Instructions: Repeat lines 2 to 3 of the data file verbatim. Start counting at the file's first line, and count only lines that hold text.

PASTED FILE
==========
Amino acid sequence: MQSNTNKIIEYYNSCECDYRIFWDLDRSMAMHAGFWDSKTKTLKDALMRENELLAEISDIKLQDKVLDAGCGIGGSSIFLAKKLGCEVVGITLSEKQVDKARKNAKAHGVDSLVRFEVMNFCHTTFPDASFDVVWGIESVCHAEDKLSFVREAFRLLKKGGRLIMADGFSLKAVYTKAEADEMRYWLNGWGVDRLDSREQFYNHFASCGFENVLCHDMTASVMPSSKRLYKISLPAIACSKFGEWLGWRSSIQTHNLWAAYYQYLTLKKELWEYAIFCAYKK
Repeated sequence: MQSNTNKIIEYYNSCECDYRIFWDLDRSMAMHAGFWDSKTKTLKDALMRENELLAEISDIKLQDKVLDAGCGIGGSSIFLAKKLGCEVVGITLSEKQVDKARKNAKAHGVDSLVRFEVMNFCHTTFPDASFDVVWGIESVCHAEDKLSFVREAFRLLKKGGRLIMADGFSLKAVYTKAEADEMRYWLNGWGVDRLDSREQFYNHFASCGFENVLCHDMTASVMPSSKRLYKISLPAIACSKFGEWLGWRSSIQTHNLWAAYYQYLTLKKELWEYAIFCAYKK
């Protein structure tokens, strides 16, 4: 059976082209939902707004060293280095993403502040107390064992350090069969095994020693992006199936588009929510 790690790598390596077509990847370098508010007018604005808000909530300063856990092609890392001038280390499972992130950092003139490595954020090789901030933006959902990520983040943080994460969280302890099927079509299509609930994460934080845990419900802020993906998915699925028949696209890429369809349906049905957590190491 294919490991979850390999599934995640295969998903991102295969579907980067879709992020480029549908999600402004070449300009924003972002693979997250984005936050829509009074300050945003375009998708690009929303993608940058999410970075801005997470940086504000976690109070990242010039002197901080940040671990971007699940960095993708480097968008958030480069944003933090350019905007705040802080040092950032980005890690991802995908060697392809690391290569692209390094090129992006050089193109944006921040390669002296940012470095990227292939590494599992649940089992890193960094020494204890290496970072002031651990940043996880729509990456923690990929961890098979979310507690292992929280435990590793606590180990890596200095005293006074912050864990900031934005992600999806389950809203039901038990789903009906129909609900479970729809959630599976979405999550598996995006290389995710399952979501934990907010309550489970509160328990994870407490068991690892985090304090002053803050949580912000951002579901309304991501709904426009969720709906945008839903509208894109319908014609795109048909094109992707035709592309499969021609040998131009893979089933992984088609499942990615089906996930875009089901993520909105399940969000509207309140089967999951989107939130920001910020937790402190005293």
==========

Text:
Repeated sequence: MQSNTNKIIEYYNSCECDYRIFWDLDRSMAMHAGFWDSKTKTLKDALMRENELLAEISDIKLQDKVLDAGCGIGGSSIFLAKKLGCEVVGITLSEKQVDKARKNAKAHGVDSLVRFEVMNFCHTTFPDASFDVVWGIESVCHAEDKLSFVREAFRLLKKGGRLIMADGFSLKAVYTKAEADEMRYWLNGWGVDRLDSREQFYNHFASCGFENVLCHDMTASVMPSSKRLYKISLPAIACSKFGEWLGWRSSIQTHNLWAAYYQYLTLKKELWEYAIFCAYKK
């Protein structure tokens, strides 16, 4: 059976082209939902707004060293280095993403502040107390064992350090069969095994020693992006199936588009929510 790690790598390596077509990847370098508010007018604005808000909530300063856990092609890392001038280390499972992130950092003139490595954020090789901030933006959902990520983040943080994460969280302890099927079509299509609930994460934080845990419900802020993906998915699925028949696209890429369809349906049905957590190491 294919490991979850390999599934995640295969998903991102295969579907980067879709992020480029549908999600402004070449300009924003972002693979997250984005936050829509009074300050945003375009998708690009929303993608940058999410970075801005997470940086504000976690109070990242010039002197901080940040671990971007699940960095993708480097968008958030480069944003933090350019905007705040802080040092950032980005890690991802995908060697392809690391290569692209390094090129992006050089193109944006921040390669002296940012470095990227292939590494599992649940089992890193960094020494204890290496970072002031651990940043996880729509990456923690990929961890098979979310507690292992929280435990590793606590180990890596200095005293006074912050864990900031934005992600999806389950809203039901038990789903009906129909609900479970729809959630599976979405999550598996995006290389995710399952979501934990907010309550489970509160328990994870407490068991690892985090304090002053803050949580912000951002579901309304991501709904426009969720709906945008839903509208894109319908014609795109048909094109992707035709592309499969021609040998131009893979089933992984088609499942990615089906996930875009089901993520909105399940969000509207309140089967999951989107939130920001910020937790402190005293």